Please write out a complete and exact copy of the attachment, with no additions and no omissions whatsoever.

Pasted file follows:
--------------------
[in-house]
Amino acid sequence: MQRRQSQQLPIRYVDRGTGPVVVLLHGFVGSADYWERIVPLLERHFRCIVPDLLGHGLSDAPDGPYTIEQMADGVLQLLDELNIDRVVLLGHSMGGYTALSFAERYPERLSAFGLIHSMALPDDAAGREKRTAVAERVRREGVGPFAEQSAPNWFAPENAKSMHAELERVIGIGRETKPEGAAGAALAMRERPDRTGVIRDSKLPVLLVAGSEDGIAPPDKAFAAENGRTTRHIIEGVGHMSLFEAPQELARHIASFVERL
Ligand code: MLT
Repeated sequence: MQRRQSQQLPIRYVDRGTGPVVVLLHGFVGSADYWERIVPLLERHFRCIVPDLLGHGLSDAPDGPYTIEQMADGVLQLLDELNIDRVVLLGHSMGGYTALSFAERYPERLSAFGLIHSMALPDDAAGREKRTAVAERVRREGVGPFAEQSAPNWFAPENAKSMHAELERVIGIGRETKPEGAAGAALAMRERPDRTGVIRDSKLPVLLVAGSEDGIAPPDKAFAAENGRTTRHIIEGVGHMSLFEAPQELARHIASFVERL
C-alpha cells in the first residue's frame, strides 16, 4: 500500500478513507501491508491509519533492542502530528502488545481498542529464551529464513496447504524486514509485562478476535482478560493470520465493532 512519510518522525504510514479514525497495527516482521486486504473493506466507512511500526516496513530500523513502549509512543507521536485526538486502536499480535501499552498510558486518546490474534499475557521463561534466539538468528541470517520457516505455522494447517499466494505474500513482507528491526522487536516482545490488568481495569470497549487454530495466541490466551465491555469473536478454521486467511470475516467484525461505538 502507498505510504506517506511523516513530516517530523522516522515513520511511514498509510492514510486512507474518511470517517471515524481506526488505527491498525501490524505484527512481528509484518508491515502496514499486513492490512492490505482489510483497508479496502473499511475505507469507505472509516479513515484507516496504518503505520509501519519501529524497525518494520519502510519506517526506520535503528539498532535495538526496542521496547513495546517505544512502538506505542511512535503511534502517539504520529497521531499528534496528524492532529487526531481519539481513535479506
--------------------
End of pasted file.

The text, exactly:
[in-house]
Amino acid sequence: MQRRQSQQLPIRYVDRGTGPVVVLLHGFVGSADYWERIVPLLERHFRCIVPDLLGHGLSDAPDGPYTIEQMADGVLQLLDELNIDRVVLLGHSMGGYTALSFAERYPERLSAFGLIHSMALPDDAAGREKRTAVAERVRREGVGPFAEQSAPNWFAPENAKSMHAELERVIGIGRETKPEGAAGAALAMRERPDRTGVIRDSKLPVLLVAGSEDGIAPPDKAFAAENGRTTRHIIEGVGHMSLFEAPQELARHIASFVERL
Ligand code: MLT
Repeated sequence: MQRRQSQQLPIRYVDRGTGPVVVLLHGFVGSADYWERIVPLLERHFRCIVPDLLGHGLSDAPDGPYTIEQMADGVLQLLDELNIDRVVLLGHSMGGYTALSFAERYPERLSAFGLIHSMALPDDAAGREKRTAVAERVRREGVGPFAEQSAPNWFAPENAKSMHAELERVIGIGRETKPEGAAGAALAMRERPDRTGVIRDSKLPVLLVAGSEDGIAPPDKAFAAENGRTTRHIIEGVGHMSLFEAPQELARHIASFVERL
C-alpha cells in the first residue's frame, strides 16, 4: 500500500478513507501491508491509519533492542502530528502488545481498542529464551529464513496447504524486514509485562478476535482478560493470520465493532 512519510518522525504510514479514525497495527516482521486486504473493506466507512511500526516496513530500523513502549509512543507521536485526538486502536499480535501499552498510558486518546490474534499475557521463561534466539538468528541470517520457516505455522494447517499466494505474500513482507528491526522487536516482545490488568481495569470497549487454530495466541490466551465491555469473536478454521486467511470475516467484525461505538 502507498505510504506517506511523516513530516517530523522516522515513520511511514498509510492514510486512507474518511470517517471515524481506526488505527491498525501490524505484527512481528509484518508491515502496514499486513492490512492490505482489510483497508479496502473499511475505507469507505472509516479513515484507516496504518503505520509501519519501529524497525518494520519502510519506517526506520535503528539498532535495538526496542521496547513495546517505544512502538506505542511512535503511534502517539504520529497521531499528534496528524492532529487526531481519539481513535479506